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The Personal Statement

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Edward Vidaurrazaga

on 9 November 2018

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Transcript of The Personal Statement

The Personal Statement
Phase 1: Understanding the Prompt
Understand what is being asked.
Break the question into different parts if possible.
Consider what you really want to share and how it relates to WHO YOU ARE.
Is there a story that needs to be told that isn't addressed elsewhere on your application.
Phase 2: Brainstorm
Understand and respect your writing process while doing the same for the task.
Brainstorming is only meant to help you flush out potential gems.
The purpose of brainstorming is to write out ideas and thoughts without regard for their connection to one another.
The effectiveness of "Questions to Consider" and other tasks will vary...
Phase 3: Filter through your ideas and WRITE
Consider the following questions to narrow your list of possible topics:
Provides additional evidence of your intellectual and creative acheivements
Is likely the only opportunity the reader will have to get to know you as a person.
Helps the reader understand a student's interests, acheivements, opportunities, and challenges.
Although it can be a frustrating experience it is also one of the most rewarding
Because you are more than just a set of numbers
The personal statement is not...
Solely a sample of writing skills
An exhaustive listing of activities
An exaggeration of problems
Who are the Readers?
What are readers looking for?
Thoughtful, incisive reflection
Personal qualites including but, not
limited to...

leadership (formal & informal)
Commitment / Meaningful
Students who have demonstrated
a sensitivity and respect for
Keep in mind:
you may find that some ideas that seemed promising do not translate well onto paper.
do not be discouraged if you have a couple of false starts.
Once you have decided what you want to write about, WRITE!
If your topic or subject is one that many applicants might write about, do you have a unigue approach that will make it stand out from the others?
Does your idea have good supporting examples or anecdotes?
Does the topic allow you to analyze an issue?
Can your idea be expressed within the limits of the essay?
Will your essay be interesting and/or creative?
Can you present the topic in a way that will appeal to a wide audience?
Will the topic show the REAL you?
Can the topic/essay be recycled?
Characteristic of a Good Essay
Answers the question & conforms to the guidelines
Is thoughtful and honest
Follows the conventions of good writing but reads as a narrative
Strives for depth and not breadth
Contains an introduction that engages the reader
Gets to the point and does not repeat information
Transforms blemishes into positives
Exudes a quiet confidence
Don't try to
be someone
Share something that's
Use original
DON'T cross the
line between creativity
and absurdity
Raise intriguing
questions or
Highlight growth
Don't try to
use humor if you're
not funny
Edit and Polish Your Essay
Seek feedback
Do not take feedback personally
Consider each suggestion
Find 3 to 5 people
Hand your paper to someone
who knows you well and
someone you trust but may not
know you as well
As your paper nears its final
draft you should only have 1 or
2 people editing your paper
Answer 4/8 Personal Insight Questions:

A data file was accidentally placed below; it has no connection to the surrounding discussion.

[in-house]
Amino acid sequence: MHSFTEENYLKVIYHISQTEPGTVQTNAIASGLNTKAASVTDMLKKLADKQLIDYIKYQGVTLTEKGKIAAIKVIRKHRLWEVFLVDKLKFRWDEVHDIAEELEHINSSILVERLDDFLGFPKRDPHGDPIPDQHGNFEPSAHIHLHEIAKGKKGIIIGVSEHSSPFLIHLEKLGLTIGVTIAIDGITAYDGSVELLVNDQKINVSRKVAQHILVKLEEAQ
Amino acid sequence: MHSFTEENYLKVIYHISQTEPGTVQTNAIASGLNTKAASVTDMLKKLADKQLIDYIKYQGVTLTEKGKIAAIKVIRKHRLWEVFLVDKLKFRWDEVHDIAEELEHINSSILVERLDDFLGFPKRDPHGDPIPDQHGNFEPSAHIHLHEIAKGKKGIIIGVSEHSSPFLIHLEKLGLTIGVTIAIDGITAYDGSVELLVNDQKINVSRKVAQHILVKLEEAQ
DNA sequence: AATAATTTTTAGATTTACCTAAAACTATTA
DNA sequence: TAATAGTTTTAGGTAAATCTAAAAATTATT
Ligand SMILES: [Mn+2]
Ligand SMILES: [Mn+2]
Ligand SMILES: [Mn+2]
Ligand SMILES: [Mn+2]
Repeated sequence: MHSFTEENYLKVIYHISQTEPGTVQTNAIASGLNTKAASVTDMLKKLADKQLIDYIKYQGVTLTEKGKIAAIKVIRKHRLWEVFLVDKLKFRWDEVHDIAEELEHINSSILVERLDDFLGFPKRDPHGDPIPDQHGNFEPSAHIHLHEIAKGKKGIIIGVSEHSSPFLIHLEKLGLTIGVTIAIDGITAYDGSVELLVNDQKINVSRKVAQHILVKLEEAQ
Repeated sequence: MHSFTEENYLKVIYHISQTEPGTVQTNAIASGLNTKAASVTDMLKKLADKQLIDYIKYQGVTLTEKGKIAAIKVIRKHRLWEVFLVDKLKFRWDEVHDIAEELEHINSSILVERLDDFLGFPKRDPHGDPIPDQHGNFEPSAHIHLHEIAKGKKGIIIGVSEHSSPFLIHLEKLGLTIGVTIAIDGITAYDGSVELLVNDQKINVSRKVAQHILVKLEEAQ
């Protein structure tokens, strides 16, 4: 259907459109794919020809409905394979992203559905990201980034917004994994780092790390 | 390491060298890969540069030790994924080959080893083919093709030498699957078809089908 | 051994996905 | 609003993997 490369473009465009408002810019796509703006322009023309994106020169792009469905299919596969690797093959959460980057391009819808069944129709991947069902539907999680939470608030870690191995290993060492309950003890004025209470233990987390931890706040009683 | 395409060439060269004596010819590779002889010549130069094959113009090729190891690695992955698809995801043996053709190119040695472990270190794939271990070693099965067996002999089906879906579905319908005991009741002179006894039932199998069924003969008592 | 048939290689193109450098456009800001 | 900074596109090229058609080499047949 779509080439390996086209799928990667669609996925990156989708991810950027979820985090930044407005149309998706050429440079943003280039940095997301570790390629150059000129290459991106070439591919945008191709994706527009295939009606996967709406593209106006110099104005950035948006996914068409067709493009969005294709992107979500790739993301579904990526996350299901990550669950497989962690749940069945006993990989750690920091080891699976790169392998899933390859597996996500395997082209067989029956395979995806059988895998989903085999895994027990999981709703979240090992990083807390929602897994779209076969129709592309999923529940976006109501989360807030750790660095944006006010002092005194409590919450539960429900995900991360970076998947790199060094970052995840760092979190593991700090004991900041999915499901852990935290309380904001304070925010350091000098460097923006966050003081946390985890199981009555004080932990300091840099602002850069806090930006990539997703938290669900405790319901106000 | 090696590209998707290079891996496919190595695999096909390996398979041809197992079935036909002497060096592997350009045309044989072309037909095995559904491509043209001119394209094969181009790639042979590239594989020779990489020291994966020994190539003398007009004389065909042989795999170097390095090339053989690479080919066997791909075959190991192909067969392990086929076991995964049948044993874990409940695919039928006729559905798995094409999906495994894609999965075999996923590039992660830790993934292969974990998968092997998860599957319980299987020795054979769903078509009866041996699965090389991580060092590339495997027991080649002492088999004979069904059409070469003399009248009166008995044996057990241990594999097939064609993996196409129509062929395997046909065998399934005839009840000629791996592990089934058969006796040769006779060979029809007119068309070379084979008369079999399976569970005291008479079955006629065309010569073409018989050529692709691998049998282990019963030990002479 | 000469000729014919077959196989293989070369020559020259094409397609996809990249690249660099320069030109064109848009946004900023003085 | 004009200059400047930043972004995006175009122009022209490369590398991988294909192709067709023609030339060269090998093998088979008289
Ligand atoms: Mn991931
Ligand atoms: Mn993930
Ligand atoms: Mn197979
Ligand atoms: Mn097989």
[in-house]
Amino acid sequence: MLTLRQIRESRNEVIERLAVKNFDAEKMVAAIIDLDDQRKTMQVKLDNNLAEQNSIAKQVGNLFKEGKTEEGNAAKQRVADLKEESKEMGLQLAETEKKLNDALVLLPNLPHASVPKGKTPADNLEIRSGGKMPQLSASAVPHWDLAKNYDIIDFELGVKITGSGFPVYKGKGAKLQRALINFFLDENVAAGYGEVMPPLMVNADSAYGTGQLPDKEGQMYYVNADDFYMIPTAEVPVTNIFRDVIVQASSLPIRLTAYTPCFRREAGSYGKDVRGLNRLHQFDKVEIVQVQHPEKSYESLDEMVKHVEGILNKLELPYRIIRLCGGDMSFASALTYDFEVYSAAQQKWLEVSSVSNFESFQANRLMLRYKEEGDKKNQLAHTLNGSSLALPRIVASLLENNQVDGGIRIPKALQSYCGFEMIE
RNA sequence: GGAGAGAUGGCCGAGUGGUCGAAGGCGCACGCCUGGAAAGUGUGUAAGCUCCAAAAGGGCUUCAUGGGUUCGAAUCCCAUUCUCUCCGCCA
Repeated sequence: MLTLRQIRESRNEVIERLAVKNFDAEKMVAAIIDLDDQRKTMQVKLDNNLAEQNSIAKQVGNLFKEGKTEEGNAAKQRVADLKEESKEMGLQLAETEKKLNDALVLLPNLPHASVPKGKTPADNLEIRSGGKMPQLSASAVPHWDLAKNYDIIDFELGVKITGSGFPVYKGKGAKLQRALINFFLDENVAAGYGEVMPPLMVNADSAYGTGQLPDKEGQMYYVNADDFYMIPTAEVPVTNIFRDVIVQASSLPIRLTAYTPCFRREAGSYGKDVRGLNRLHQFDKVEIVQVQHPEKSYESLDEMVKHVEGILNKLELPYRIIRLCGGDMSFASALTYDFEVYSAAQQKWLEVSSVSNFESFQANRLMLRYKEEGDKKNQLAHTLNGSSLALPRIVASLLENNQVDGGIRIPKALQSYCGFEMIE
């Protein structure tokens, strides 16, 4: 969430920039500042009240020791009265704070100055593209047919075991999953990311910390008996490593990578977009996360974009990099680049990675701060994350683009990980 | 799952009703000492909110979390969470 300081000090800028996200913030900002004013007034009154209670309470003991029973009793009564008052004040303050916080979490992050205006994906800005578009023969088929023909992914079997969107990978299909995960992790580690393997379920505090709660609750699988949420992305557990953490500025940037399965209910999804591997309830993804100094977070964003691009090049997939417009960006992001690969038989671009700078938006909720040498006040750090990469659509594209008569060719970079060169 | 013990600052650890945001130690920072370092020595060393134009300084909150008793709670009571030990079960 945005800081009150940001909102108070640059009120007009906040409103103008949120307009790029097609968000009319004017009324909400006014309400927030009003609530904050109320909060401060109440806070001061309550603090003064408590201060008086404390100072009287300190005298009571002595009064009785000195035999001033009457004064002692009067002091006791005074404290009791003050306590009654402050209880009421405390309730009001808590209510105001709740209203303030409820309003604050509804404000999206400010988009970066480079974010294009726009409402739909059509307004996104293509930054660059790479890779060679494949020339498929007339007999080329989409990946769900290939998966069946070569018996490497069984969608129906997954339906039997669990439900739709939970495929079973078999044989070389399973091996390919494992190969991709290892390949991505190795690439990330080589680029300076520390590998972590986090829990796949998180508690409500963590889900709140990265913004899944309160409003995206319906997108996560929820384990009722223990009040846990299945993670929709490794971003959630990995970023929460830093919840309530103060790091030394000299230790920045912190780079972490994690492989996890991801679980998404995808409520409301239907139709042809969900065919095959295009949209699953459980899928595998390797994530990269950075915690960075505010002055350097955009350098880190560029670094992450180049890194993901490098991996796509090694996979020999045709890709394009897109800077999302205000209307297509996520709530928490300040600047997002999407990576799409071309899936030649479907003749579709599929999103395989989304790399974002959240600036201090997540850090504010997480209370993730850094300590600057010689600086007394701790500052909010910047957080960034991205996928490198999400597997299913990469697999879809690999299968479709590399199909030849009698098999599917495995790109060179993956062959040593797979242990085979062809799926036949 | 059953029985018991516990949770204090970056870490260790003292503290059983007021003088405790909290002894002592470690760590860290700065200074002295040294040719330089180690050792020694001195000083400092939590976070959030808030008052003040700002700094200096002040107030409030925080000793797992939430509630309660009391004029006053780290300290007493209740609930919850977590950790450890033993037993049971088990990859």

Describe an example of your leadership experience in which you have positively influenced others, helped resolved disputes or contributed to group efforts over time.

Every person has a creative side, and it can be expressed in different ways: problem solving, original and innovative thinking, and artistically, to name a few. Describe how you express your creative side

What would you say is your greatest talent or skill? How have you developed and demonstrated that talent over time?

Describe how you have taken advantage of a significant educational opportunity or worked to overcome an educational barrier you have faced.

Describe the most significant challenge you have faced and the steps you have taken to overcome this challenge. How has this challenge affected you academic achievement.

Describe your favorite academic subject and explain how it has influenced you.

What have you done to make your school or your community a better place?

What is the one thing that you think sets you apart from other candidates applying to the University of California?
Some students have a background or story that is so central to their identity that they believe their
application would be incomplete without it. If this sounds like you, then please share your story.

The lessons we take from obstacles we encounter can be fundamental to later success. Recount a time when you faced a challenge, setback, or failure. How did it affect you, and what did you learn from the experience?

Reflect on a time when you questioned or challenged a belief or idea. What prompted your thinking? What was the outcome?

Describe a problem you've solved or a problem you'd like to solve. It can be an intellectual challenge, a research query, an ethical dilemna - anything that is of personal importance, no matter the scale. Explain its significance to you and what steps you took or could be taken to identify a solution.

Discuss an accomplishment or event, or realization that sparked a period of personal growth and a newunderstanding of yourself or others.
Who are trying to find reasons to accept you.
Looking for factors that suggest you would not only be a successful student, but will also contribute to the community.
Admissions readers spend 8-12 min reviewing your application. They will spend anywhere between 4-6 min on your essay(s)
Full transcript